The topic of the thread is a specific expression - Have a nice life - and its possible variations in meaning.
    Posts that do not refer to the thread topic will be deleted.
    Some have moved to
    What about have a nice continuation? >>
     
    Last edited: Apr 21, 2011
  21. ewie

    ewie Senior Member

    This septic isle!
    NW Englandish English
    I've never heard Have a nice life! used to mean anything more polite than Eat shit and die! (pardon me French).
     
  22. Hermione Golightly Senior Member

    SW London
    British English
    And how. Congrats on your French.

    Of course if it was said by somebody who was clearly a non - native speaker I wouldn't take it amiss.



    :D:D:D Hermione
     
    Last edited: Apr 21, 2011
  23. AngelEyes Senior Member

    English - United States
    I agree wholeheartedly with Copyright here. Sure, you can mean it sarcastically. If a guy breaks up with you and you hate his lying guts, you might say it with that intention instead of smashing your fist in his nose.

    But it's also possible and believable that if you parted in a kind, loving way, and you know it was the right thing for both of you, you might tell him to have a nice life very sincerely, sad that it hadn't lasted; wistful that some day you'll both find happiness elsewhere.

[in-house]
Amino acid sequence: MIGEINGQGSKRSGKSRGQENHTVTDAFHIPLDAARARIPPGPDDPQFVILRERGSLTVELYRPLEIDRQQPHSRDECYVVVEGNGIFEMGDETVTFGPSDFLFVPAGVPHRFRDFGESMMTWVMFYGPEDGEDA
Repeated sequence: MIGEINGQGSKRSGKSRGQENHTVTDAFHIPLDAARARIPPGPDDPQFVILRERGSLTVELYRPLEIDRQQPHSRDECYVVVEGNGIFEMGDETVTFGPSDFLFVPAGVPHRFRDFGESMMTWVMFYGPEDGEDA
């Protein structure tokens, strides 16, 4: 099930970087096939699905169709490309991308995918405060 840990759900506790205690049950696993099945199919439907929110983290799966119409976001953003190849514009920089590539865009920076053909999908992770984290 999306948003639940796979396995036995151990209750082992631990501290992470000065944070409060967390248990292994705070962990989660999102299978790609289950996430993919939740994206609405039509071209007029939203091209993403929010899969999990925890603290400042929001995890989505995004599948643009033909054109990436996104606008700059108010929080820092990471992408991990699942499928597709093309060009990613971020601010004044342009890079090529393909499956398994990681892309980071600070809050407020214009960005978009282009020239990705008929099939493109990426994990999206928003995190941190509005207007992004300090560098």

It's also goodbye. The end.
     
  24. Nunty

    Nunty Modified

    Jerusalem
    Hebrew-US English (bilingual)
    I think that if I meant it sincerely and not sarcastically, I would say something like "I hope you have a nice life" (though I would probably use a stronger word than "nice"). I can't imagine the shortened form being anything but sarcastic or sardonic.
     
  25. ciao-bella Senior Member

    English - United States
    You absolutely, positively never say "have a nice life" or "I hope you have a nice life" or "I wish you a nice life" or anything else based around "nice life" as a cheery farewell anywhere in America or, I suspect, the rest of the English speaking world.

    For purposes of the question posed in this thread, in actual usage, in just about every situation imaginable, "have a nice life" is used as a sarcastic way to tell someone the same thing as: "go to hell." The other variations are either just extra layered with sarcasm or start to mix signals.

    Depending on the context, "have a nice life" might be at best an extremely melancholy way of saying goodbye. But you would have to try very hard to make it sound genuine and overcome the sarcastic undertones, and you would be better of just saying something else so you weren't potentially misunderstood to be mocking them. Posts here trying to say otherwise are playing devil's advocate to argue for a hypothetical situation that certainly could conceivably exist and in which it might barely sound appropriate to say if you were 100% sure the person knew you were being genuine, but the general reality is you just don't use it in a nice way.
     
    Last edited: Jul 31, 2013